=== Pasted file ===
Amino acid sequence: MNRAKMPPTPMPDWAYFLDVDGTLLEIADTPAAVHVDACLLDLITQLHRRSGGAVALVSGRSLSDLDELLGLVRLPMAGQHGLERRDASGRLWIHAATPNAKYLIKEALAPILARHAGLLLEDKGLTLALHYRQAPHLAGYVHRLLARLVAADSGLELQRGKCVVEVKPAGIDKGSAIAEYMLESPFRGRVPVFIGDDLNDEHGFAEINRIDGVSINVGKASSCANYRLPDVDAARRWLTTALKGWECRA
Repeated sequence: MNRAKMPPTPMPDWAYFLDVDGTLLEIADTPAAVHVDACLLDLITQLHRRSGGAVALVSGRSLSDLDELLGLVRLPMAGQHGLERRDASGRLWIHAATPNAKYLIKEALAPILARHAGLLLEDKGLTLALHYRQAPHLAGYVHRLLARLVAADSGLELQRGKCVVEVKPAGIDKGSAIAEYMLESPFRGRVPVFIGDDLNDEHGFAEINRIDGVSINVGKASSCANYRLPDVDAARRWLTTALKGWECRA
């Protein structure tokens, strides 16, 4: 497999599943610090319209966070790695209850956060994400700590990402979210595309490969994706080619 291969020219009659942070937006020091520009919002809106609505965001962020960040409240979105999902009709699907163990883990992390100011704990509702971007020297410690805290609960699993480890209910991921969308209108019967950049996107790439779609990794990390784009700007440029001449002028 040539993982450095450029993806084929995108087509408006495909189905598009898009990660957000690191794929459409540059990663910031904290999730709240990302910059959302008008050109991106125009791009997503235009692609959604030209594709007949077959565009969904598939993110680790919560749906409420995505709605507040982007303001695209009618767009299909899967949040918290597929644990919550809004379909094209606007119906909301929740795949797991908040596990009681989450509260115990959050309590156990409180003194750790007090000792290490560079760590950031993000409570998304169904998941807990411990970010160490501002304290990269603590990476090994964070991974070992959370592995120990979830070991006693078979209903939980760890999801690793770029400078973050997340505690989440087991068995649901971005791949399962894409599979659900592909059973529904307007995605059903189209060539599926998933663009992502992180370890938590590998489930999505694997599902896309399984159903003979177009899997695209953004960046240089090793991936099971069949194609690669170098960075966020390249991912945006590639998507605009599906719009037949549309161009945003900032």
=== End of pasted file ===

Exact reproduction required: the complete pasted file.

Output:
Amino acid sequence: MNRAKMPPTPMPDWAYFLDVDGTLLEIADTPAAVHVDACLLDLITQLHRRSGGAVALVSGRSLSDLDELLGLVRLPMAGQHGLERRDASGRLWIHAATPNAKYLIKEALAPILARHAGLLLEDKGLTLALHYRQAPHLAGYVHRLLARLVAADSGLELQRGKCVVEVKPAGIDKGSAIAEYMLESPFRGRVPVFIGDDLNDEHGFAEINRIDGVSINVGKASSCANYRLPDVDAARRWLTTALKGWECRA
Repeated sequence: MNRAKMPPTPMPDWAYFLDVDGTLLEIADTPAAVHVDACLLDLITQLHRRSGGAVALVSGRSLSDLDELLGLVRLPMAGQHGLERRDASGRLWIHAATPNAKYLIKEALAPILARHAGLLLEDKGLTLALHYRQAPHLAGYVHRLLARLVAADSGLELQRGKCVVEVKPAGIDKGSAIAEYMLESPFRGRVPVFIGDDLNDEHGFAEINRIDGVSINVGKASSCANYRLPDVDAARRWLTTALKGWECRA
């Protein structure tokens, strides 16, 4: 497999599943610090319209966070790695209850956060994400700590990402979210595309490969994706080619 291969020219009659942070937006020091520009919002809106609505965001962020960040409240979105999902009709699907163990883990992390100011704990509702971007020297410690805290609960699993480890209910991921969308209108019967950049996107790439779609990794990390784009700007440029001449002028 040539993982450095450029993806084929995108087509408006495909189905598009898009990660957000690191794929459409540059990663910031904290999730709240990302910059959302008008050109991106125009791009997503235009692609959604030209594709007949077959565009969904598939993110680790919560749906409420995505709605507040982007303001695209009618767009299909899967949040918290597929644990919550809004379909094209606007119906909301929740795949797991908040596990009681989450509260115990959050309590156990409180003194750790007090000792290490560079760590950031993000409570998304169904998941807990411990970010160490501002304290990269603590990476090994964070991974070992959370592995120990979830070991006693078979209903939980760890999801690793770029400078973050997340505690989440087991068995649901971005791949399962894409599979659900592909059973529904307007995605059903189209060539599926998933663009992502992180370890938590590998489930999505694997599902896309399984159903003979177009899997695209953004960046240089090793991936099971069949194609690669170098960075966020390249991912945006590639998507605009599906719009037949549309161009945003900032």